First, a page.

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6 hidden tricks and shortcuts in the Adobe Lightroom Tools panel @ Weeder

6 hidden tricks and shortcuts in the Adobe Lightroom Tools panel @ Weeder | Photo Editing Software and Applications | Scoop.it

Ligthroom 5 is fast becoming the go-to software for many photo-editing tasks. The ability to work with raw files, takes you image in numerous non-destructive directions, and process multiple files at once makes it a formidable program.

Kitty Fisher's insight:

Tricks and tips when it comes to Lightroom 5. Learning the shortcuts allows you more time and ease with every project that has a deadline. Customize crop overlays and a quick touch up to those pesky stray hairs should do the trick.

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New: Lightroom Presets Designed Specifically for Landscape Photography

New: Lightroom Presets Designed Specifically for Landscape Photography | Photo Editing Software and Applications | Scoop.it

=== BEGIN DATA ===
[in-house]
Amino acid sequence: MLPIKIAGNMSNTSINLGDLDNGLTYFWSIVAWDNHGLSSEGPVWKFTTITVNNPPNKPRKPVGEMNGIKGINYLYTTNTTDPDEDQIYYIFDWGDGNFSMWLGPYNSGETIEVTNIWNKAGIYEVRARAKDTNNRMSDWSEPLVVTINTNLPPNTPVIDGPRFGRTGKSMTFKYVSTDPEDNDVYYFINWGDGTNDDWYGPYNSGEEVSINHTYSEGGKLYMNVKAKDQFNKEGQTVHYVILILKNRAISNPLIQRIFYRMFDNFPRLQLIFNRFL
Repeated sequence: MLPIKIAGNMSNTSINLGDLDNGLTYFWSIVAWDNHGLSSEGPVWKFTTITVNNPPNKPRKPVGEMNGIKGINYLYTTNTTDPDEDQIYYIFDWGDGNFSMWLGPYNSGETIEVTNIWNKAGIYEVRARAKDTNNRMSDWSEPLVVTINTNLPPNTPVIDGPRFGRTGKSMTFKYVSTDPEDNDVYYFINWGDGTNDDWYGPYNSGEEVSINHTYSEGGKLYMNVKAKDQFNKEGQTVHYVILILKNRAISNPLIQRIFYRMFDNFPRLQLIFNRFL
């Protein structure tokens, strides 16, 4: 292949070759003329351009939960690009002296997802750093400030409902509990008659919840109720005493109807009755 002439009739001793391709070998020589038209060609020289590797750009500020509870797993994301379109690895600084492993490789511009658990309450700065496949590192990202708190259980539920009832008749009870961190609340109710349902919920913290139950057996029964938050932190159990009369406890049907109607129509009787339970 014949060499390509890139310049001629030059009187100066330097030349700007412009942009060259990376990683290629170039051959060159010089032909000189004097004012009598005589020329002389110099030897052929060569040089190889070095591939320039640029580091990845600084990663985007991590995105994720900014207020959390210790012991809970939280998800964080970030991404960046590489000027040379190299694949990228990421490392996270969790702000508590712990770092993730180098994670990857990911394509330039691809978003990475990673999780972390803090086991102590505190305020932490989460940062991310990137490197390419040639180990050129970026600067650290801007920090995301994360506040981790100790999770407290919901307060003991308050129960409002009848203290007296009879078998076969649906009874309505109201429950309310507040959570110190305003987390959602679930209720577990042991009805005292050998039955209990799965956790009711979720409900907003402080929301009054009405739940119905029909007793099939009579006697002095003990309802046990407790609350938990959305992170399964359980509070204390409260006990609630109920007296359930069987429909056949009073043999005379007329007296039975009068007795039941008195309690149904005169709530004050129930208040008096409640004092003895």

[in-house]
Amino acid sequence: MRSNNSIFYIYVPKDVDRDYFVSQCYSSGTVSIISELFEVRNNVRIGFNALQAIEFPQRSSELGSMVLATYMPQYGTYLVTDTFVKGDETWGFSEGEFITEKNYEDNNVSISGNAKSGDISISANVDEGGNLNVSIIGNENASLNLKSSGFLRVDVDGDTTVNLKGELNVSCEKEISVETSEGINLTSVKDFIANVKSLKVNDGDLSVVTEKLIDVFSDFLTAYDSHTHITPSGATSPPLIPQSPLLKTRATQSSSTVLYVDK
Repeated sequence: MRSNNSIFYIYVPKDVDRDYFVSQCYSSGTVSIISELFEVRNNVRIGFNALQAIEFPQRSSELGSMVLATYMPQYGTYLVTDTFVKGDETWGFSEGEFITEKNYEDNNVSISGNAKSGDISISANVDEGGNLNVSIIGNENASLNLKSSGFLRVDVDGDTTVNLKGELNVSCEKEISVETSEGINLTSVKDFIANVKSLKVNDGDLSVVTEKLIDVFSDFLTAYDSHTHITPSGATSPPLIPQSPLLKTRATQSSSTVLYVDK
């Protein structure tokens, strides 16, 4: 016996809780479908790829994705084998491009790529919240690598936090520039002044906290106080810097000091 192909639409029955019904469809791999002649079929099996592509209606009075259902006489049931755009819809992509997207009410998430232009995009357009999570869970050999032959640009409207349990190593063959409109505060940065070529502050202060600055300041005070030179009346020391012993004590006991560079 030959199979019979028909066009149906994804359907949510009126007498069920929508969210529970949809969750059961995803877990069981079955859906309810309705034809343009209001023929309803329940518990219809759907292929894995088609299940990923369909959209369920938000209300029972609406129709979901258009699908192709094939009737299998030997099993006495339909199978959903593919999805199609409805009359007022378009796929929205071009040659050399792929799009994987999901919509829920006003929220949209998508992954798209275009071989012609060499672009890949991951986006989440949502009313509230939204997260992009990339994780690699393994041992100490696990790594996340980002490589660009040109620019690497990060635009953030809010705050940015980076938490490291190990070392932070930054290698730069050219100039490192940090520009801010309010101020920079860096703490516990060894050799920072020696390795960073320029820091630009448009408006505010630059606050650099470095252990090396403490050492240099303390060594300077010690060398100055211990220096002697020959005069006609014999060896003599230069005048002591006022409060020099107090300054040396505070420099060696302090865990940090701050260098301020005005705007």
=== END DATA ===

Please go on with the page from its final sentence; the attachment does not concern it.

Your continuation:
This is a comprehensive suite of presets for Lightroom users designed to drastically improve workflows for processing and editing landscape photos. While there are other systems of workflow presets available for Lightroom users, Landscape Legend was created specifically with landscape photos in mind. it includes exactly what is needed to work with landscape photos without clutter or extra features that distract, making it simple to use. 

Kitty Fisher's insight:

Strictly for landscape photography use, you'll have a basic landscaping processing preset for a quick process. Also looking at the Workflow presets with guaranteed stackable space. Give this new Lightroom update a look through.

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How to Find Your Best Images With Lightroom 5’s Compare View - Digital Photography School

How to Find Your Best Images With Lightroom 5’s Compare View - Digital Photography School | Photo Editing Software and Applications | Scoop.it